The city-state of Sparta was a completely militaristic society.  Strength was the goal of every Spartan.  After birth children were examined, and sickly or deformed babies were tossed into a nearby chasm.  Around the age of six boys were taken away from their mothers and trained to be warriors.  In special schools older boy instructors taught them running, leaping, wrestling, spear and discus throwing, as well as the Pyrrhic war dance.  Reading and writing were two skills left up to private tutors.  A Spartan only needed to understand enough language for day-to-day living.   Their discipline was designed to strengthen and harden the body.  "What doesn't kill you, makes you stronger" was more than just a philosophy in Sparta. 
          The boys-in-training went barefooted and bareheaded wearing only  light clothing in all kinds of weather.  They slept in a large room with no roof and a hard floor with only straw for bedding.  Their food supply was extremely limited.  Their instructors wanted their hunger to force them into stealing from the agora, which would teach them stealth. Of course, if they were caught stealing, they were beaten.

          One of the most famous stories of Spartan discipline was about a boy who found a fox cub, which he planned to eat.  When he saw his instructor approaching, the boy hid the fox inside his garment to avoid being caught.  As the instructor questioned the boy, the fox began to claw and bite within the folds of the boy's tunic, yet the boy did not cry out.  According to the legend, it was only when the boy fell dead to the ground with his stomach bitten through that the instructor realized what had happened.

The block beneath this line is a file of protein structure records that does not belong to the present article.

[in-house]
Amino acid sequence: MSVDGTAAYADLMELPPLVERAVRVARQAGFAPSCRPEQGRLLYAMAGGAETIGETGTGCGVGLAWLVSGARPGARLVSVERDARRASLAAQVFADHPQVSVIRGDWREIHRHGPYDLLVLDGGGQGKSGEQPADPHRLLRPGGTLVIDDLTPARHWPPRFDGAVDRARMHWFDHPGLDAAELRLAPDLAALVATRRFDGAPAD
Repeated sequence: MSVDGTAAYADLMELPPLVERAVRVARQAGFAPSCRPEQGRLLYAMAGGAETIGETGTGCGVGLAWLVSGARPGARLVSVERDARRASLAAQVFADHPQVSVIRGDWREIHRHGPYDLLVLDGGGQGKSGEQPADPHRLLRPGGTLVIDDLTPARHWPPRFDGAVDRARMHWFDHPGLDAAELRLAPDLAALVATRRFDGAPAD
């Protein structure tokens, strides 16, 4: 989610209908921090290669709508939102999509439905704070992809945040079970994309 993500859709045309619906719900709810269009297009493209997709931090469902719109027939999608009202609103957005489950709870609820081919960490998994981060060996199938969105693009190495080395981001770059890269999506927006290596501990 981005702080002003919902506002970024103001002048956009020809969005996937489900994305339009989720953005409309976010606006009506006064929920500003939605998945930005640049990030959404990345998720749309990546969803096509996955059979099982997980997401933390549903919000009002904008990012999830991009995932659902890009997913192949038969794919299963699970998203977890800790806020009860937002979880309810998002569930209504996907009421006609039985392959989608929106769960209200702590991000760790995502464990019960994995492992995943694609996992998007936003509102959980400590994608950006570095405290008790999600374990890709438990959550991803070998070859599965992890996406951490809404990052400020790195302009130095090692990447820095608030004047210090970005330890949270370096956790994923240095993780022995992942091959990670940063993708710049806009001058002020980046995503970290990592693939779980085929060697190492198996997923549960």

Even if they abided by the rules, boys went through a yearly
flogging conducted at the altar of Artemis to test their ability to endure bodily pain.  Any boy who showed any sign of suffering during the flogging was considered a disgrace.
         As teenagers the boys were apprenticed to an older Spartan, who "showed them the ropes." The two were expected to form an intense bond, making them both willing to die for the other.  At the age of twenty, young men formally entered the military.  They were not released from the active reserve until the age of sixty. 
         Sparta remains one of the few ancient societies that produced no art.





ABOVE:  The Agora of Sparta

BELOW:  Spartan Warriors Battling